Florida Governor Ron DeSantis is not hitting the panic button, but it he’s definitely opened the lid it was under. Politico reports that Ron DeSantis’ presidential campaign is expanding the number of staff it’s cutting to include more than a third of his payroll as the Florida governor looks to get his primary bid back on track.
The cuts, which were confirmed by advisers, will amount to a total of 38 jobs shed across an array of departments. They will include the roughly 10 event planning positions that were announced several weeks ago, in addition to the recent departures of two senior DeSantis campaign advisers, Dave Abrams and Tucker Obenshain.”
Yet the latest staff shakeup isn’t an anomaly within the arc of DeSantis’ career. It’s part of a larger pattern of a politician who has struggled to maintain a core group of trusted advisers or loyal employees, according to TIME Magazine.
During his five years in Congress, his office had one of the highest turnover rates in the House. No employed member from his victorious 2018 gubernatorial campaign team is working in a senior role on his 2024 presidential race. And things didn’t change when he became governor. In his first term, he fired staffers with enough regularity that some formed an emotional support group, according to a 2021 Politico report. Now, DeSantis is shedding staff only two months into his bid to beat out former President Donald Trump for the Republican nomination.
DeSantis’ long history of staffing woes has been a red flag to some of the party’s veteran hands. One prominent GOP operative in touch with DeSantis, who requested anonymity to speak freely, advised him last winter that he would struggle to compete at the national level without a cohesive campaign nucleus. “I told him early on: In my lifetime, I’ve never watched someone win a major race—not a congressional race, but a major contested race—without being able to keep a team and trust the team,” the source recounts to TIME.
It’s a reason why that same Republican operative warned high-net-worth donors who were looking for an alternative to Trump against investing too heavily in DeSantis until they could see how he performed as a presidential candidate. “People who were big players were thinking about giving 50 or 100 million dollars,” the source says. “I told them, ‘You should stitch that in and see if he can make it more than six months with actual professionals in charge.’”
The move is likely part of a “reboot” that was discussed last week by the Florida governor’s campaign, which has been said to involve a significant change in messaging, events, and media strategy.
NBC News wrote that DeSantis supporters should “expect fewer big speeches and more handshaking in diners and churches. There will be more of a national focus than constant Florida references. And the mainstream media may start to get more access.”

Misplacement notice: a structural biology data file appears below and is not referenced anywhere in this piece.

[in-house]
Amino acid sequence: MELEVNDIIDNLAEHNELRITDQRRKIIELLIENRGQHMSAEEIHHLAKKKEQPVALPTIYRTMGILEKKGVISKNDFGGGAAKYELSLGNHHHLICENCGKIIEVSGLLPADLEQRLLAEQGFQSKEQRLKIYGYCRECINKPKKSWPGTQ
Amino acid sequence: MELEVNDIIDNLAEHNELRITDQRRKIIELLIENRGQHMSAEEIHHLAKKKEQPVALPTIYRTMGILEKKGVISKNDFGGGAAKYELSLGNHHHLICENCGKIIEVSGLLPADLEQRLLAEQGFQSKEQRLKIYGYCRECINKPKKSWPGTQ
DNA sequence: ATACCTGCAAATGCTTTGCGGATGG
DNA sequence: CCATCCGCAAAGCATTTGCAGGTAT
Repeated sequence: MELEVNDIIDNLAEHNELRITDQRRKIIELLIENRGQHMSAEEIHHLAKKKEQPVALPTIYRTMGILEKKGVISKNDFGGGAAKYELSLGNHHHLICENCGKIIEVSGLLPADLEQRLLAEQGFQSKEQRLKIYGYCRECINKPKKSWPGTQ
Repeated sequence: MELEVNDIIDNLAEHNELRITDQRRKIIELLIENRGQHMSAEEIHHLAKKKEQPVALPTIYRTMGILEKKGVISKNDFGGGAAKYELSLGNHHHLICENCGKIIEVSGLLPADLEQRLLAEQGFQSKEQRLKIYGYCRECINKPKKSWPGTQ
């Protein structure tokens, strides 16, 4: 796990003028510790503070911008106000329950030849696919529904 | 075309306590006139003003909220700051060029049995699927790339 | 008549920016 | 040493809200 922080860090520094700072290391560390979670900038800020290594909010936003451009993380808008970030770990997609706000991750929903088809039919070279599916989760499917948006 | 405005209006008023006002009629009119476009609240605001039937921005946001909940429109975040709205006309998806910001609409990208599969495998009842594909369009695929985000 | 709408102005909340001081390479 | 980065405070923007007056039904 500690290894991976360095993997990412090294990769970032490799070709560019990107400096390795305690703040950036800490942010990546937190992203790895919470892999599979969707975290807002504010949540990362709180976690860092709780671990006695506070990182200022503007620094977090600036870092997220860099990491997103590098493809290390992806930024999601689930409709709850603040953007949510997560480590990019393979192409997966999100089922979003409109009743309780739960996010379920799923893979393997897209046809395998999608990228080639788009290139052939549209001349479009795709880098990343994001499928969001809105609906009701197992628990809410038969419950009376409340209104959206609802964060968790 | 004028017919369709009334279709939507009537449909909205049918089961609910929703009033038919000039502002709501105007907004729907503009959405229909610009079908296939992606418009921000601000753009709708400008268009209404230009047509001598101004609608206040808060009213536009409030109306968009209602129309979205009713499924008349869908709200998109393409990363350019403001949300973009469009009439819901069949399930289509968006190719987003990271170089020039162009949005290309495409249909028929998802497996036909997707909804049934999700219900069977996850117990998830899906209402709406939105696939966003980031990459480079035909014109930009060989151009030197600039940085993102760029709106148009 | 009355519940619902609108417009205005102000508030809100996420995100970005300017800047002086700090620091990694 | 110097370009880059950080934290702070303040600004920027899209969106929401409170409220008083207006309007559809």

DeSantis campaign manager Generra Peck told NBC, “Ron DeSantis has never been the favorite or the darling of the establishment, and he has won because of it every time. No one in this race has been under fire more and won than Gov. DeSantis. He’s ready to prove them wrong again. Buckle up.”
The outlet also said that morale has tanked among campaign staffers. “Downright low” is how a source who was present when the staffers were fired described morale these days. “The entire campaign is on the brink,” the person said. “I’ve never seen anything like it.”
The Florida governor may have recently lost his strongest argument for his candidacy: that he is more electable than Donald Trump and the only Republican in the primary who can beat the former president in a showdown.
A recent poll, for example, revealed that “almost half of South Carolina likely Republican primary voters choose Trump in the 2024 primary contest, with 48 percent. That number is slightly larger among people who said they would definitely vote in the February 24 primary, with 51 percent. According to the poll, the former president saw his largest support from those who identify as very conservative at 57 percent.
Lagging far behind Trump, Haley has 14 percent of the vote, DeSantis has 13 percent, and South Carolina Senator Tim Scott has 10 percent. No other candidate reaches double-digit support. The poll was conducted between July 15-19 with 808 likely participants. The poll also has a 3.5 percent margin of error.”
To make matters worse, The Washington Post noted that a recent Monmouth University poll released found “that nearly 7 in 10 GOP voters say Trump is either ‘definitely’ (45 percent) or ‘probably’ (24 percent) the GOP’s strongest candidate against President Biden.
When asked to compare a potential DeSantis candidacy to a potential Trump candidacy, just 22 percent say DeSantis would be stronger. More than twice as many — 47 percent — say DeSantis would be weaker. (Twenty-six percent say he would be just as strong.)”
However, poll after poll has shown that the American public desperately wants an alternative to another election featuring Trump versus Biden.